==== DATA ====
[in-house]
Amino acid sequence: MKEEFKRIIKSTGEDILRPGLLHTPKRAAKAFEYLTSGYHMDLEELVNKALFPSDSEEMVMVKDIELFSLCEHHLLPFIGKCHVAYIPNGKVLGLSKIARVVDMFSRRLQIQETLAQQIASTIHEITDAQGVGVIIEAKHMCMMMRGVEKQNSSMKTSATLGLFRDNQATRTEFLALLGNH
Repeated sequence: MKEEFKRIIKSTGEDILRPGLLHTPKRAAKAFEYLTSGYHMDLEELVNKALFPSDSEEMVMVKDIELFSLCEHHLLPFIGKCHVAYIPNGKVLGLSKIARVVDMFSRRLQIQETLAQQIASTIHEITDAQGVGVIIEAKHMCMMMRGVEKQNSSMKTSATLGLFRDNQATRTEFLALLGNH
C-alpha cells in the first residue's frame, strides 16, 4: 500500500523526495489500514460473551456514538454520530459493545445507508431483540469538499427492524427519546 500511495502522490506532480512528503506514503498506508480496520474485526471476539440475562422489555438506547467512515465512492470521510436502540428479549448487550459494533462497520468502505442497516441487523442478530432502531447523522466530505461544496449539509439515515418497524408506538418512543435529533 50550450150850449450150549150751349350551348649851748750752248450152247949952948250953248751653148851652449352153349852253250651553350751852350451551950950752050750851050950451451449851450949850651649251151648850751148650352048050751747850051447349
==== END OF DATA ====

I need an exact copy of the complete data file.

[in-house]
Amino acid sequence: MKEEFKRIIKSTGEDILRPGLLHTPKRAAKAFEYLTSGYHMDLEELVNKALFPSDSEEMVMVKDIELFSLCEHHLLPFIGKCHVAYIPNGKVLGLSKIARVVDMFSRRLQIQETLAQQIASTIHEITDAQGVGVIIEAKHMCMMMRGVEKQNSSMKTSATLGLFRDNQATRTEFLALLGNH
Repeated sequence: MKEEFKRIIKSTGEDILRPGLLHTPKRAAKAFEYLTSGYHMDLEELVNKALFPSDSEEMVMVKDIELFSLCEHHLLPFIGKCHVAYIPNGKVLGLSKIARVVDMFSRRLQIQETLAQQIASTIHEITDAQGVGVIIEAKHMCMMMRGVEKQNSSMKTSATLGLFRDNQATRTEFLALLGNH
C-alpha cells in the first residue's frame, strides 16, 4: 500500500523526495489500514460473551456514538454520530459493545445507508431483540469538499427492524427519546 500511495502522490506532480512528503506514503498506508480496520474485526471476539440475562422489555438506547467512515465512492470521510436502540428479549448487550459494533462497520468502505442497516441487523442478530432502531447523522466530505461544496449539509439515515418497524408506538418512543435529533 50550450150850449450150549150751349350551348649851748750752248450152247949952948250953248751653148851652449352153349852253250651553350751852350451551950950752050750851050950451451449851450949850651649251151648850751148650352048050751747850051447349